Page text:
Sexually Transmitted Infections Increasing


In my first blog posting, I tackled the subject of the lack of comprehensive sexuality education in Canadian schools; last week a newspaper article in Canada's Globe and Mail newspaper looked at teen pregnancy and abortion. The article entitled "Teen pregnancies drop to a new low, abortions continue decline" was written by public health reporter André Picard and details how "the teenage pregnancy rate has hit an all-time low and that abortion has also fallen to its lowest level in more than a decade" by examining a new study on the subjects released by the Sex Information and Education Council of Canada. The article also confirms what I wrote in my first blog, that teens lack the essential comprehensive sexuality education that they need. By studying the increase in Sexually Transmitted Infections we see that youth are no better informed then they were in the past, and in fact are taking more risks with their long-term sexual health than ever before.

In the article Picard interviews Linda Capperauld, the Executive Director of the Canadian Federation for Sexual Health, who states that the decline in pregnancy and abortions in teen girls is directly linked to the increased use of oral contraceptives or "the pill" but not an increase in the use of condoms. This is true, and the reason for the increase is not necessarily that girls are being given the information that they need in order to make an informed choice, but rather they are learning from popular culture that if you want to have "safe" sex, you get on the pill. However the lack of education means that youth are not being informed that you can contract many different and potentially life-threatening diseases from "safe" sex where no condom is used. This is especially dangerous for adolescent men who are under the false impression that if their sexual partners are on the pill or of the same sex, they have nothing to worry about.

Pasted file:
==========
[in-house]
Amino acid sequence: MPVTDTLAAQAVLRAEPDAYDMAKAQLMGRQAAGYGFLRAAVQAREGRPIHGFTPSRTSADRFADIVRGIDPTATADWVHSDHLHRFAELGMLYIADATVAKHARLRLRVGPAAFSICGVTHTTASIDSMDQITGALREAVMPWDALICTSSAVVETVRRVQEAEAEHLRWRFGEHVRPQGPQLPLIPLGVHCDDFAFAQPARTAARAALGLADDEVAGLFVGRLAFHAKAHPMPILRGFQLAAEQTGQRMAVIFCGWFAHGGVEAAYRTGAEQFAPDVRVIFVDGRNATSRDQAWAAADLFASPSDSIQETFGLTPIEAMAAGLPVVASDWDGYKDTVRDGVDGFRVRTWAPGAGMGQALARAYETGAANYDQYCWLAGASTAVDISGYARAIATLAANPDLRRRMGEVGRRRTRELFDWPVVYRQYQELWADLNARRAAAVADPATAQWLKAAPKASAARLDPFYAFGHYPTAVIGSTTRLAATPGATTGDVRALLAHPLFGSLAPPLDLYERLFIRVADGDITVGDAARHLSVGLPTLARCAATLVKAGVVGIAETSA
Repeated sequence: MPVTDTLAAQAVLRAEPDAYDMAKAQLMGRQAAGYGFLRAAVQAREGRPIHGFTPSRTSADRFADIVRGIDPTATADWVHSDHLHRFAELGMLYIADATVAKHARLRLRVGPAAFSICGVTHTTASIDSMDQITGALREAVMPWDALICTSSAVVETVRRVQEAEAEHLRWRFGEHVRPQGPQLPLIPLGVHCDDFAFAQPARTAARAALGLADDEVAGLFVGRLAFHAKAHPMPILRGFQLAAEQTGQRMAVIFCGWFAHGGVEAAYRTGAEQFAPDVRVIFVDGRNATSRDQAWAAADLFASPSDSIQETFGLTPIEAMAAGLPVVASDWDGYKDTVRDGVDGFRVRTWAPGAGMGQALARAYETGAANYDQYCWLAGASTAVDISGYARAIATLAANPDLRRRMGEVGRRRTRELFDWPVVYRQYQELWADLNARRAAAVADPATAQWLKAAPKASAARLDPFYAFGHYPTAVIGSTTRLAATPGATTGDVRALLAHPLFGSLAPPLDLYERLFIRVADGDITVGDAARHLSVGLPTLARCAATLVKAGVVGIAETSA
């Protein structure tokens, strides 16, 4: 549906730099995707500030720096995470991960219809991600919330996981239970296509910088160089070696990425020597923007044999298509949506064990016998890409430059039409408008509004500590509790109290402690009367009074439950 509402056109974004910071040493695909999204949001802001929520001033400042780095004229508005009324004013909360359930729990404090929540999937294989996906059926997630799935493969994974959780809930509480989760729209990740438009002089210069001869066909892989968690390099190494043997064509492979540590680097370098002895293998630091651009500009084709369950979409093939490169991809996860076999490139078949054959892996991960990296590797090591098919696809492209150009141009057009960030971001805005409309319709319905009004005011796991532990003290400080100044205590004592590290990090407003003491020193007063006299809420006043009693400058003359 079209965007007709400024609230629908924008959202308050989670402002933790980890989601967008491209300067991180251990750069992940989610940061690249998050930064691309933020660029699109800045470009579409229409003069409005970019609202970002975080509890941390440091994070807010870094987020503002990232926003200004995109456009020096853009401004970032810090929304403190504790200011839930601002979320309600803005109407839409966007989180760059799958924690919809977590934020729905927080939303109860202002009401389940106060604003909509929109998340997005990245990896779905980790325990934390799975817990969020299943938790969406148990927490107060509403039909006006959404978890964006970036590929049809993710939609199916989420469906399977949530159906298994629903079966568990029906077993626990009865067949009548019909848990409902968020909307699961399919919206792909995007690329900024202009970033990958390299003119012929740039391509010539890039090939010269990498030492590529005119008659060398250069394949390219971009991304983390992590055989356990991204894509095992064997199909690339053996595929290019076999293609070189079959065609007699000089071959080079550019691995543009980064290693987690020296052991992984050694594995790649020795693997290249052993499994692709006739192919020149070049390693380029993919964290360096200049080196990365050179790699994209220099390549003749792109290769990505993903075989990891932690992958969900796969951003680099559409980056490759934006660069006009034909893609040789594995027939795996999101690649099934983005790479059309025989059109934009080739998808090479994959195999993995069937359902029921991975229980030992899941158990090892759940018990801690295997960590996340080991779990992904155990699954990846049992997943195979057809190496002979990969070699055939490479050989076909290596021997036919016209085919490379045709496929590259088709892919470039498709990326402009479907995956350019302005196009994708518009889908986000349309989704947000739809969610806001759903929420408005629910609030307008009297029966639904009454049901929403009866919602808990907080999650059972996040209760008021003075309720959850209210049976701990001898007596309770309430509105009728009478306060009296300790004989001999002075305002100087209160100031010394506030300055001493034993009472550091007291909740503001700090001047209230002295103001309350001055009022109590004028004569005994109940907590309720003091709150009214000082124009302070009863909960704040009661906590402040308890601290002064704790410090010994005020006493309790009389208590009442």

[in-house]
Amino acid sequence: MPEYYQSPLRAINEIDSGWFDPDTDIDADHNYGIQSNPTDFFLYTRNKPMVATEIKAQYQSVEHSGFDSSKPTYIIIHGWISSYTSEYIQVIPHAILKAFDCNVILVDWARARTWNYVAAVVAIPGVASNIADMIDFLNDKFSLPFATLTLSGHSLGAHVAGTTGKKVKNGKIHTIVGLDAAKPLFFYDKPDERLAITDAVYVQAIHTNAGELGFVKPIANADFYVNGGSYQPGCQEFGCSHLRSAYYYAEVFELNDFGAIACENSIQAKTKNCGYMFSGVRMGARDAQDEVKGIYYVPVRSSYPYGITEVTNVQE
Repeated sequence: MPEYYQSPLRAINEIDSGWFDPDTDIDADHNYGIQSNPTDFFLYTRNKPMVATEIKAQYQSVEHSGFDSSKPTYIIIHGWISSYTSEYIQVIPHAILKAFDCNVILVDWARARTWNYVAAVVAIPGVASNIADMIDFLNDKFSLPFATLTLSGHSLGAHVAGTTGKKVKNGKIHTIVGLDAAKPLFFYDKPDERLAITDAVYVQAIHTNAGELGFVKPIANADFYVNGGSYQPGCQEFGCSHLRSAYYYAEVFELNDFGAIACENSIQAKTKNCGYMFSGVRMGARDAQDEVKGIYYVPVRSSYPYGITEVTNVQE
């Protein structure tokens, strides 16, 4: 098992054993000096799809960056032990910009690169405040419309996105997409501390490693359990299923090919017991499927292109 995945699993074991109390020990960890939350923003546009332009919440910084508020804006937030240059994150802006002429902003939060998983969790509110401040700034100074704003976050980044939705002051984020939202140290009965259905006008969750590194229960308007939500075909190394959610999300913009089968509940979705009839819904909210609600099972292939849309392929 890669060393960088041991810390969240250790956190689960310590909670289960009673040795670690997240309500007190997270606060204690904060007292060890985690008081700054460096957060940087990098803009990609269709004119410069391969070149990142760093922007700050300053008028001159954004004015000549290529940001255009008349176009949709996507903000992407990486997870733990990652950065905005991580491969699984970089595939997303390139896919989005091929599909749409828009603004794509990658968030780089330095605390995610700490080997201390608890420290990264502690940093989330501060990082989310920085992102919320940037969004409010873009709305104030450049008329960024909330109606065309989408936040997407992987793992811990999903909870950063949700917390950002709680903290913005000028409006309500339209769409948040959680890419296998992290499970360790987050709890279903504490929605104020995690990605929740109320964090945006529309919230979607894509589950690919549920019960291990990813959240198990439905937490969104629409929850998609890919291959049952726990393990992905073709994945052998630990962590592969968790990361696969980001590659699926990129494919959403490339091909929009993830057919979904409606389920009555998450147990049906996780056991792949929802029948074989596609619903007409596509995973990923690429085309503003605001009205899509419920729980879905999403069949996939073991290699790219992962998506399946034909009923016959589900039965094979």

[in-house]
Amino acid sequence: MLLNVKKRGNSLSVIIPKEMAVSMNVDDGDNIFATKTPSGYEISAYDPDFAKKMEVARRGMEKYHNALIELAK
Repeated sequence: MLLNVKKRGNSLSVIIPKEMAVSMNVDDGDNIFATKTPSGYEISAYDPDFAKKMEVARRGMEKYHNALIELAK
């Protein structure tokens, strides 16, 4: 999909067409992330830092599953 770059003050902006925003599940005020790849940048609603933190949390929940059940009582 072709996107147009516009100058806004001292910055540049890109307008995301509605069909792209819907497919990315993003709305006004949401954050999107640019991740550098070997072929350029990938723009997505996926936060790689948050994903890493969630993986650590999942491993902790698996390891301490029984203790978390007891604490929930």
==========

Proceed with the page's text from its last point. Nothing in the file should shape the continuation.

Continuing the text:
The article goes on to say that adolescent girls in rural parts of Canada (which is most of the country) and aboriginal girls both tend to have higher rates of pregnancy and abortion than their counterparts in larger urban centres. Again as Ms. Capperauld notes, this is not surprising given the lack of comprehensive services that youth can access in those areas. In my Accessing Choice blog I spoke with research Jessica Shaw from Canadians for Choice about the lack of accessible abortion services. Young women all over the country are having trouble finding the services they need, but the problem is even more acute for rural women. The creation of unbiased, youth friendly services is needed if governments will not address the need for sexuality education in school.

So what has this new study shown us? Well it confirms what those of us working with youth and sexuality have been talking about for a long time, that simply supplying contraceptives to women of all ages will decrease pregnancy and the need for abortion services, but it will not address the real need for youth (and adults) to be informed about a major component of their health. A resurgence of STI's will occur unless proper measures are taken to educate youth about the risks of unprotected sex.

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